I recommend that examinees read (and/or listen to the MP3s of) the MEE essays and answers for the last ten administrations, if not more. The purpose of reading these essays is to understand how MEE essay questions are posed and how to identify the issues and appropriately respond. Reading, listening to, outlining, and answering these MEE essays will teach you how to compose an MEE answer that the bar examiners are looking for.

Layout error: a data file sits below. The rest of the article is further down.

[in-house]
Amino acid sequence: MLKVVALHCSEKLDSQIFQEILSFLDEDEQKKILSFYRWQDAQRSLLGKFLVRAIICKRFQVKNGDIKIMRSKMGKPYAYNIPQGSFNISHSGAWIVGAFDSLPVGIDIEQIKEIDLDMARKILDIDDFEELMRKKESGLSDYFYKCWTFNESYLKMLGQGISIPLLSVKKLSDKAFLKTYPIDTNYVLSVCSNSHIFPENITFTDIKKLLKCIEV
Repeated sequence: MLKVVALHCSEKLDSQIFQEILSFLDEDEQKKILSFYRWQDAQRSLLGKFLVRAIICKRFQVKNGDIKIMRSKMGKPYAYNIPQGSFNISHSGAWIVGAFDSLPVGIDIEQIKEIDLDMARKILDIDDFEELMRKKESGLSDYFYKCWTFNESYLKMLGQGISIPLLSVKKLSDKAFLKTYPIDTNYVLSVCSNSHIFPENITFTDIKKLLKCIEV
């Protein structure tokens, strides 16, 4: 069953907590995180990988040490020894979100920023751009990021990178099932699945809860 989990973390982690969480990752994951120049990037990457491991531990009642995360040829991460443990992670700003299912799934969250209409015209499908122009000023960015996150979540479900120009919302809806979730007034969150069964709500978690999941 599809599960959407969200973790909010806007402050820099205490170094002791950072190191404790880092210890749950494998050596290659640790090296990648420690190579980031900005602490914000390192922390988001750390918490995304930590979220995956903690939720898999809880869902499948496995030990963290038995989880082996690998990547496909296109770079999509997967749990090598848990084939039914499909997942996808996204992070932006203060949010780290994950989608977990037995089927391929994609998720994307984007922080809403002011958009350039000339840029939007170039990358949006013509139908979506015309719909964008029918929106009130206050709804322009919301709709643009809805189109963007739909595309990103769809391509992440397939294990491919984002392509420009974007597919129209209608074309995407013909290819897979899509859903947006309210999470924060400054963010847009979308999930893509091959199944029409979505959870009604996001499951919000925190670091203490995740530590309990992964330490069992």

If you have the released MEE questions, you can essentially grade yourself by comparing your answers to the NCBE answer analyses. According to the maker of the MEE: “NCBE’s grader training and materials also assign weights to subparts in a question. So an examinee who performs well on one subpart of an MEE question worth 25% of the total score that could be awarded for that question is not assured a 6 unless he performs well on the other parts of the question, too, in comparison with other examinees. In other words, there is a weighting framework for assigning points, which helps to keep graders calibrated and consistent.” see the March 2015 NCBE Testing Column: Judith A. Gundersen, The Testing Column, Essay Grading Fundamentals, The Bar Examiner (March 2015). This differs from pre-UBE essay grading where it appeared the graders reviewed the essays more holistically (i.e. looking at the overall answer and then assigning a score). On the MEE, the graders are somewhat constrained by the grading weights, meaning that a well written answer with good reasoning that misses issues will probably score lower than a poorly written answer with basic analysis that correctly identifies all the issues.